“Travel is fatal to prejudice, bigotry, and narrow-mindedness, and many of our people need it sorely on these accounts.”
Written 140 years ago, these words from the great American author Mark Twain still ring true today. Unfortunately, according to the U.S. State Department, only 27% of Americans owned passports as of 2007, with even fewer repeatedly using them. Regardless of the common perception that the world is getting smaller and smaller, it’s still a VERY big place, full of mystery and wonder. Isn’t it about time you get out there and explore it?
Before this goes any farther, clarification must be made. This is not an article advocating that you jet off to Cancun for a week and check into the local Marriott where you can enjoy margaritas and McDonalds. Not hardly. What we are talking about here is real travel, the kind where you have to acquaint yourself with a local language and culture completely different from your own, where you are not always guaranteed a continental breakfast and a heated pool. Travelling halfway around the world just to stay at somewhere with all the comforts of home just doesn’t seem to make a lot of sense. That’s a vacation. Vacations are great. They are a chance to get away from work and do some much needed relaxation, and we all need one once in a while. What vacations do not offer, however, is the critical element provided by real travelling, an authentic experience. You may brag at work for a couple weeks about how many mojitos you drank last spring break, but you’ll be talking about your experience meeting a real Maasai warrior in Kenya or the time you rode on the back of an elephant through the jungles of India for the rest of your life.
I can recount from personal experience the impact of my travels. During my undergraduate years I spent parts of several summers working at an orphanage in rural Brazil, hanging out with local children and living just as they did. Right now I live in northern Scotland, where I am finishing up a Master’s degree in the land of castles, kilts, and fine Scotch whisky. Since moving to the U.K. I’ve had several opportunities to visit various European countries as well. Later this year I will be traveling to eastern Africa, where I will be climbing Mount Kilimanjaro in Tanzania, as well as spending a couple days in the back of a Land Rover on photo safari. Now I know what you’re thinking…I could never afford to do all that, or find the time. The bottom line is, yes you could and yes you can, you just have to get a little more creative. Stand-up comics could use my bank statements for material, and a graduate student’s workload is significantly bigger than a breadbox, but I’ve still managed to see a good chunk of the world before I hit the quarter century mark.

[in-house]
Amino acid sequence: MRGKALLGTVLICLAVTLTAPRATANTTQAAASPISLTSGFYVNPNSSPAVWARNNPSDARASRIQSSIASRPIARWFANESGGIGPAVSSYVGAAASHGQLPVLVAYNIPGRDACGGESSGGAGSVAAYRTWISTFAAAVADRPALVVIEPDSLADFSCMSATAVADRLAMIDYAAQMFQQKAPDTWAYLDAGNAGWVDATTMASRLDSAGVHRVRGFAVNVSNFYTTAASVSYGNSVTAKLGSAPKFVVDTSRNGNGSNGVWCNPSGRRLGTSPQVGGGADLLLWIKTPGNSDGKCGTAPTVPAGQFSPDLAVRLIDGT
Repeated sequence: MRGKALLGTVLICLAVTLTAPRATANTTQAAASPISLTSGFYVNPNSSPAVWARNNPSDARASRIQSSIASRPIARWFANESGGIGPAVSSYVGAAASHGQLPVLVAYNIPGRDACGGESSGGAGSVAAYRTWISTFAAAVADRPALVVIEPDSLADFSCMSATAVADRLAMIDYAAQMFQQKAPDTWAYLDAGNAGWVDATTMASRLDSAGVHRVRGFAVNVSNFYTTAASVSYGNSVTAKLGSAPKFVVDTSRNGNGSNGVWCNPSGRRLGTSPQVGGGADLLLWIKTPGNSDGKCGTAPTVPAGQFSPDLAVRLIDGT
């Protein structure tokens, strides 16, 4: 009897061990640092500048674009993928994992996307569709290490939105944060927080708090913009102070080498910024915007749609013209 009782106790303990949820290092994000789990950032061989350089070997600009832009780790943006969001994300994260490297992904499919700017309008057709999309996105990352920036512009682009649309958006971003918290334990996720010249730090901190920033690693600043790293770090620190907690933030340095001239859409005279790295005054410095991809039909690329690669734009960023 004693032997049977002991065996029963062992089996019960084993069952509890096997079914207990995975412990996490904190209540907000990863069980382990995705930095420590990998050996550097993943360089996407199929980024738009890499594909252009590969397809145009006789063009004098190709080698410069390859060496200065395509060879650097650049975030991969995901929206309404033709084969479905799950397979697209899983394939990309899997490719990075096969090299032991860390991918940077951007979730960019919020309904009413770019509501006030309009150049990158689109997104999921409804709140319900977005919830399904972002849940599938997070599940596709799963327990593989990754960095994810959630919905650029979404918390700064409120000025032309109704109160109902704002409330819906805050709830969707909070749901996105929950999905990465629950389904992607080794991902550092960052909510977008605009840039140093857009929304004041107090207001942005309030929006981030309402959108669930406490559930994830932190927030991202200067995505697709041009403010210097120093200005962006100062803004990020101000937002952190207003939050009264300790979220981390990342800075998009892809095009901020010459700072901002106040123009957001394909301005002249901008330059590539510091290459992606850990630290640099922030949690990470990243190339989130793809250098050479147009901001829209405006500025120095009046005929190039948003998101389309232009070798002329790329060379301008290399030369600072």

Seeking Out Real Experiences
“I had just one more chance to be a boy, and I took it!”
-Theodore Roosevelt, in answer to a friend who asked why he had literally risked his life on an expedition into an explored river in Brazil.